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PePPER: a webserver for prediction of prokaryote promoter elements and regulons.

de Jong A, Pietersma H, Cordes M, Kuipers OP, Kok J - BMC Genomics (2012)

Bottom Line: Improved prediction and comparison algorithms are currently available for identifying transcription factor binding sites (TFBSs) and their accompanying TFs and regulon members.Identification of putative regulons and full annotation of intergenic regions in any bacterial genome on the basis of existing knowledge on a related organism can now be performed by biologists and it can be done for a wide range of regulons.On the basis of the PePPER output, biologist can design experiments to further verify the existence and extent of the proposed regulons.

View Article: PubMed Central - HTML - PubMed

Affiliation: Department of Molecular Genetics, University of Groningen, Groningen Biomolecular Sciences and Biotechnology Institute, 9747 AG Groningen, The Netherlands.

ABSTRACT

Background: Accurate prediction of DNA motifs that are targets of RNA polymerases, sigma factors and transcription factors (TFs) in prokaryotes is a difficult mission mainly due to as yet undiscovered features in DNA sequences or structures in promoter regions. Improved prediction and comparison algorithms are currently available for identifying transcription factor binding sites (TFBSs) and their accompanying TFs and regulon members.

Results: We here extend the current databases of TFs, TFBSs and regulons with our knowledge on Lactococcus lactis and developed a webserver for prediction, mining and visualization of prokaryote promoter elements and regulons via a novel concept. This new approach includes an all-in-one method of data mining for TFs, TFBSs, promoters, and regulons for any bacterial genome via a user-friendly webserver. We demonstrate the power of this method by mining WalRK regulons in Lactococci and Streptococci and, vice versa, use L. lactis regulon data (CodY) to mine closely related species.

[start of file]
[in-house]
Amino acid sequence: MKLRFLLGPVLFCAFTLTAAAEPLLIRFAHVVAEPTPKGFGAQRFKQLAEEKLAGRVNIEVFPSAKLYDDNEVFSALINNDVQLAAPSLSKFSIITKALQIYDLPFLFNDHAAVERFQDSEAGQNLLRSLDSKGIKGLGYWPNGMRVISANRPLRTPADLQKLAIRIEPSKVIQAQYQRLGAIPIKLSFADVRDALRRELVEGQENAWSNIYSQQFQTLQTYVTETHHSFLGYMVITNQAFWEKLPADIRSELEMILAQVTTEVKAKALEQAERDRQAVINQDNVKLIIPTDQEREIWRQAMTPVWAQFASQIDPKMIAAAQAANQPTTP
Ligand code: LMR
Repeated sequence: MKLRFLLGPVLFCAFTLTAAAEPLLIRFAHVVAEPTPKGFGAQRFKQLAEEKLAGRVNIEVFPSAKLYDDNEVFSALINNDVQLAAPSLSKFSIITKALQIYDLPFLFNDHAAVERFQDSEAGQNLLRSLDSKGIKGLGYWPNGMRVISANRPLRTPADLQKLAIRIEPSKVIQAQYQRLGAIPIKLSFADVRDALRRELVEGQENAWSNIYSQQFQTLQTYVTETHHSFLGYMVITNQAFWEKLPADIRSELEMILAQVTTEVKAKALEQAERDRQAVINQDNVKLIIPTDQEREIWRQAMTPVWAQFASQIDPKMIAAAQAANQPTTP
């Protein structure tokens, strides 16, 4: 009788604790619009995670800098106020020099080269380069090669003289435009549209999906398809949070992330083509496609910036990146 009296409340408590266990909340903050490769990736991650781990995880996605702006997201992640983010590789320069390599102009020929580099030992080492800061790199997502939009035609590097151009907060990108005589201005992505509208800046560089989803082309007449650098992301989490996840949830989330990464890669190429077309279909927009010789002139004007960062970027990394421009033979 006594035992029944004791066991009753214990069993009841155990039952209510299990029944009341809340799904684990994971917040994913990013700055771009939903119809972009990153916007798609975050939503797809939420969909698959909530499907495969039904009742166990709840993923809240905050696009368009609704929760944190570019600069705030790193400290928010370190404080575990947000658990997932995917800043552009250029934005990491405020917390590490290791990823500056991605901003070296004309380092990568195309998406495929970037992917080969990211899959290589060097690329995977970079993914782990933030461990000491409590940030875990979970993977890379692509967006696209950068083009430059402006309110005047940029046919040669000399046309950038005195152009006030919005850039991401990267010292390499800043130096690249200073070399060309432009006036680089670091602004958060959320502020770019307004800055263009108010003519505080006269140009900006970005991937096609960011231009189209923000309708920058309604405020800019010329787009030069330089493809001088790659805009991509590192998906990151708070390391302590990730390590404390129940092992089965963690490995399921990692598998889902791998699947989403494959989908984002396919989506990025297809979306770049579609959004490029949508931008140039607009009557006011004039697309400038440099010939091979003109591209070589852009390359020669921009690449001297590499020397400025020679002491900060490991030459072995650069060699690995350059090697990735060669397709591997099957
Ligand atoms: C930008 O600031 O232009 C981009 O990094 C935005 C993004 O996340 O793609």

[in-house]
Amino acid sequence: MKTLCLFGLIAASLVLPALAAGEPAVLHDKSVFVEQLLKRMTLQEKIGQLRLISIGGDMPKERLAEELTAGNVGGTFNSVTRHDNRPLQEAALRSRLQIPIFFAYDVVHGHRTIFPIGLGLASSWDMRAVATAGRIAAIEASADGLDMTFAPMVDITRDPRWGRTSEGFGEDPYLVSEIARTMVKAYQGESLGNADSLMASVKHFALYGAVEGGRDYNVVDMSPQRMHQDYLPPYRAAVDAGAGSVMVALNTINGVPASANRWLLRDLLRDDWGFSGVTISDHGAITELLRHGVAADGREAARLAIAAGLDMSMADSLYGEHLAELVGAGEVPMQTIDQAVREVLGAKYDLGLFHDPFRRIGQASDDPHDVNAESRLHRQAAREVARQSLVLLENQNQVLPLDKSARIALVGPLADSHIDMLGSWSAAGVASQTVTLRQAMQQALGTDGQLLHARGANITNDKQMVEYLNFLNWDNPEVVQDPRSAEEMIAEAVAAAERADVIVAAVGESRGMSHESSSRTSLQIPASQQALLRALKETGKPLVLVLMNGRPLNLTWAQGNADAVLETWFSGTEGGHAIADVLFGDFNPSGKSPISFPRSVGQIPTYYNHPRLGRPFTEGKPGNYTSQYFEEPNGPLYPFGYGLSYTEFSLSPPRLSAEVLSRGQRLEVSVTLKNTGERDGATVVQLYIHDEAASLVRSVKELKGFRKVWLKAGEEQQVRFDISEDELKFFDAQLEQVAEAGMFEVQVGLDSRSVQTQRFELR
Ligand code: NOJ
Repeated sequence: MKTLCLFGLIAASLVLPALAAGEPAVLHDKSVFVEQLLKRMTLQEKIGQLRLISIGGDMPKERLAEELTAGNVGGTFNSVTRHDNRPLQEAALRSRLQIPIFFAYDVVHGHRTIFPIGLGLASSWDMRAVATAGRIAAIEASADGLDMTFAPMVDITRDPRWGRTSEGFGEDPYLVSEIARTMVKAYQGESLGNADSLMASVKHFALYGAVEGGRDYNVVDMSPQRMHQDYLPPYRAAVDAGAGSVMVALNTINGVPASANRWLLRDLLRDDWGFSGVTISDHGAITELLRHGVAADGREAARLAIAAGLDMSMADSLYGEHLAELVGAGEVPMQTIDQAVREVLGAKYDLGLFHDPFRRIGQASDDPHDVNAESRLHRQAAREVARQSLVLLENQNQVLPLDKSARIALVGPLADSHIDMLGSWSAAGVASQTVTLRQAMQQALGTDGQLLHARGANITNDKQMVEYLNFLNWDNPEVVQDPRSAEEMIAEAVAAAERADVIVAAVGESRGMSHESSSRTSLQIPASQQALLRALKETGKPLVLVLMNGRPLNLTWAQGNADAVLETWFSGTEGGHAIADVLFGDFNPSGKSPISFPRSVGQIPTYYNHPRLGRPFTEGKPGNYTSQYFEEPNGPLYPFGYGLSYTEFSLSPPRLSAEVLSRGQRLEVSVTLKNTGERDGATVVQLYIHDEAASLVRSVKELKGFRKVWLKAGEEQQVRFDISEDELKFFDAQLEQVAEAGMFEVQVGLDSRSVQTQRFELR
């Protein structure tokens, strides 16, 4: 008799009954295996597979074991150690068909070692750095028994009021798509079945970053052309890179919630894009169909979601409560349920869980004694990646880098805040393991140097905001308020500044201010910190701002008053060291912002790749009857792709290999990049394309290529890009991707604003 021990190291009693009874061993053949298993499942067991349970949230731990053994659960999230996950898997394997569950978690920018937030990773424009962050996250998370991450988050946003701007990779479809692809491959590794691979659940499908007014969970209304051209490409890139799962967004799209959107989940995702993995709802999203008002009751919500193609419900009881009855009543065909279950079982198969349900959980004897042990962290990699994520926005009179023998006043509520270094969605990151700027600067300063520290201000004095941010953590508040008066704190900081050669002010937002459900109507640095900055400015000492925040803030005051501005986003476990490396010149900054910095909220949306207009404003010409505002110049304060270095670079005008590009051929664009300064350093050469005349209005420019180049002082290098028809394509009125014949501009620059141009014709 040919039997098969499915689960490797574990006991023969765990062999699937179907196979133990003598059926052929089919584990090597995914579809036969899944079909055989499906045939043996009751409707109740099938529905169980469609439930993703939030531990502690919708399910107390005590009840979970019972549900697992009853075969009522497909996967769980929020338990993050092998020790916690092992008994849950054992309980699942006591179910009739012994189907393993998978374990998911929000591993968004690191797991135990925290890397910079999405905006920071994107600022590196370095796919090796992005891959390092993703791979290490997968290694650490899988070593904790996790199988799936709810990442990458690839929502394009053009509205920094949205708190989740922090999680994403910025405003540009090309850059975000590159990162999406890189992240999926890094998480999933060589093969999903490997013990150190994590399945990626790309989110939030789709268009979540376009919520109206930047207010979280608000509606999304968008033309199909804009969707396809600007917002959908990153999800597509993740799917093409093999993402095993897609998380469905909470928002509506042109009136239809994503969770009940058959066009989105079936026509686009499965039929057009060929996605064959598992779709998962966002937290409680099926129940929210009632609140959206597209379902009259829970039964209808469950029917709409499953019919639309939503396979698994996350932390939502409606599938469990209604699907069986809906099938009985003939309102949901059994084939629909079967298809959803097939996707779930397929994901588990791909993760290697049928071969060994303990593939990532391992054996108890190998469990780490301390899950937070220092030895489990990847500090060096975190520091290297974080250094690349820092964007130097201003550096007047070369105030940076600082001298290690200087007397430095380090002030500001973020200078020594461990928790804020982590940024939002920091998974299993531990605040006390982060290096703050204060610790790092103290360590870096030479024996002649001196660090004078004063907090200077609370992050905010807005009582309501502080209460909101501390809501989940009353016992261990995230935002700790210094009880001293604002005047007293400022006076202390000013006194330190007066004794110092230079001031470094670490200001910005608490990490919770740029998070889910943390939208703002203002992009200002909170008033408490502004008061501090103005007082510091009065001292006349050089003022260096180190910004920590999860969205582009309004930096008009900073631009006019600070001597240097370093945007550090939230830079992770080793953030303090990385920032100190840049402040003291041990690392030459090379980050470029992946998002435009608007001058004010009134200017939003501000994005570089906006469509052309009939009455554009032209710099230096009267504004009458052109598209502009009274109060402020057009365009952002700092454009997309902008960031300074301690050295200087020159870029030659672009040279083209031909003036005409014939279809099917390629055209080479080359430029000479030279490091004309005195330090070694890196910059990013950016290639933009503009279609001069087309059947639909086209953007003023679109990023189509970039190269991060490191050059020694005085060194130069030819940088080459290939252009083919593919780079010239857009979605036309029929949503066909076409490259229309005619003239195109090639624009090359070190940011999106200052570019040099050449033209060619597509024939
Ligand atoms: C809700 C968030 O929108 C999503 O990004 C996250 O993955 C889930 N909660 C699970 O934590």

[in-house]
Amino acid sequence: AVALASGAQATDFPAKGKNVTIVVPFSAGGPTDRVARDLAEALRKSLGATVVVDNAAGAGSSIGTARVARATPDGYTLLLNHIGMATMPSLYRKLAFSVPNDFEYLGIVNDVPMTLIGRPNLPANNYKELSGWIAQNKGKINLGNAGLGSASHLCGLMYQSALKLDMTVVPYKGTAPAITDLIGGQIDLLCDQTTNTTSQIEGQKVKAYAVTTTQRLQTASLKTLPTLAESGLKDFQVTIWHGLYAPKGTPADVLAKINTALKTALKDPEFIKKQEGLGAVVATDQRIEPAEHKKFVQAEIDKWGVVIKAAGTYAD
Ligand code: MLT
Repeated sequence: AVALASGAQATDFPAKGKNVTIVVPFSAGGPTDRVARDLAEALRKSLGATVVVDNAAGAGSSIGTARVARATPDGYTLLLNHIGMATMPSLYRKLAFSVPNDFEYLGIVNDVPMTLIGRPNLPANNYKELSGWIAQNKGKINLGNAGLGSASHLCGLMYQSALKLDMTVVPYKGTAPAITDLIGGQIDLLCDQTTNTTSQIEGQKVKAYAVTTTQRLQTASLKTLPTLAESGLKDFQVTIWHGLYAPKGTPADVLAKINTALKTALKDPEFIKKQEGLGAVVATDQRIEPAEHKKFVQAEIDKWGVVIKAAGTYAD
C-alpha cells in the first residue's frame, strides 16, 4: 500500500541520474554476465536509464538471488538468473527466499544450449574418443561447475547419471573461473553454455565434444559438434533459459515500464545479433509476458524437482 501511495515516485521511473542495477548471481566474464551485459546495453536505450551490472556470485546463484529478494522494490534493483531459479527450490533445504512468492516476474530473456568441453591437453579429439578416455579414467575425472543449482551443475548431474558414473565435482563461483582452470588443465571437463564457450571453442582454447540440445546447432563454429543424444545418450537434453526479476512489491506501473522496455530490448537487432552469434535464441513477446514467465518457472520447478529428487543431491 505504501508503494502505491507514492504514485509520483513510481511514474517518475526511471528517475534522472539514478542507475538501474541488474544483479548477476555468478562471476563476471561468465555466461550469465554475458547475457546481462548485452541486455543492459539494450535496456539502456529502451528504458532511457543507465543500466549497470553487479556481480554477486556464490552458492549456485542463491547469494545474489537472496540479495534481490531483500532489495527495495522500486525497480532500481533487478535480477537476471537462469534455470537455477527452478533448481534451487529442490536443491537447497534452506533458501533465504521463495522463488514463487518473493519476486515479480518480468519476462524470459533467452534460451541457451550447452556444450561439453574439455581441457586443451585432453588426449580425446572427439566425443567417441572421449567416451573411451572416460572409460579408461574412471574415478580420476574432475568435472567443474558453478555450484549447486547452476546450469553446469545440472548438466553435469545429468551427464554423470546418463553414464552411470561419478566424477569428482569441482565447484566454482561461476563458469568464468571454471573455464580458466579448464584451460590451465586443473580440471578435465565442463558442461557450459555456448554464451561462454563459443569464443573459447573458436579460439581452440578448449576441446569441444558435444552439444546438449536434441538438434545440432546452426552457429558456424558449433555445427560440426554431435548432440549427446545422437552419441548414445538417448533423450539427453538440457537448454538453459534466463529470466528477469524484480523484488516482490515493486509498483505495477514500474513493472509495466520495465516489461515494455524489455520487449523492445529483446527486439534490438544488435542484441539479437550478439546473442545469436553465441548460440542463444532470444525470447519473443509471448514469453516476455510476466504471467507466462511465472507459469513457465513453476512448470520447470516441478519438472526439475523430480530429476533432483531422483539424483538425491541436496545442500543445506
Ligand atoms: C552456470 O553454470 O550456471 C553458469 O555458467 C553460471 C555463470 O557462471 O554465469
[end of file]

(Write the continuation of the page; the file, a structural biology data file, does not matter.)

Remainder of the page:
Conclusions: The PePPER webserver offers, besides the all-in-one analysis method, a toolbox for mining for regulons, promoters and TFBSs and accommodates a new L. lactis regulon database in addition to already existing regulon data. Identification of putative regulons and full annotation of intergenic regions in any bacterial genome on the basis of existing knowledge on a related organism can now be performed by biologists and it can be done for a wide range of regulons. On the basis of the PePPER output, biologist can design experiments to further verify the existence and extent of the proposed regulons. The PePPER webserver is freely accessible at http://pepper.molgenrug.nl.

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Related in: MedlinePlus

Presence of regulon in query organisms by protein Blast. WalRK regulon genes of B. subtilis (a) and S. pneumoniae (b) were used to perform a protein Blast in order to examine whether a WalRK regulon might be present in Lactococci and Streptococci. Colors from light to dark blue are indicative of increasing protein similarity; for more details see the PePPER webserver.
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Figure 2: Presence of regulon in query organisms by protein Blast. WalRK regulon genes of B. subtilis (a) and S. pneumoniae (b) were used to perform a protein Blast in order to examine whether a WalRK regulon might be present in Lactococci and Streptococci. Colors from light to dark blue are indicative of increasing protein similarity; for more details see the PePPER webserver.

Mentions: Streptococci are phylogenetically closely related to Lactococci and therefore we performed an analysis of the WalRK regulons in both groups using the PePPER toolbox. The result (Figure 2) shows the similarity of the known WalRK regulons (B. subtilis, S. pneumoniae, Staphylococcus aureus) with the predicted regulons of Lactococci and Streptococci. The B. subtilis regulon (Figure 2a) showed the high conservation between the two groups where 6 genes were not found and 9 genes out of 23 were found in all species (protein blast e-value cutoff of 10−20). The difference between the two groups is shown in Figure 2b where 11 out of 24 genes of the S. pneumoniae R6 WalRK regulon were not found in Lactococci.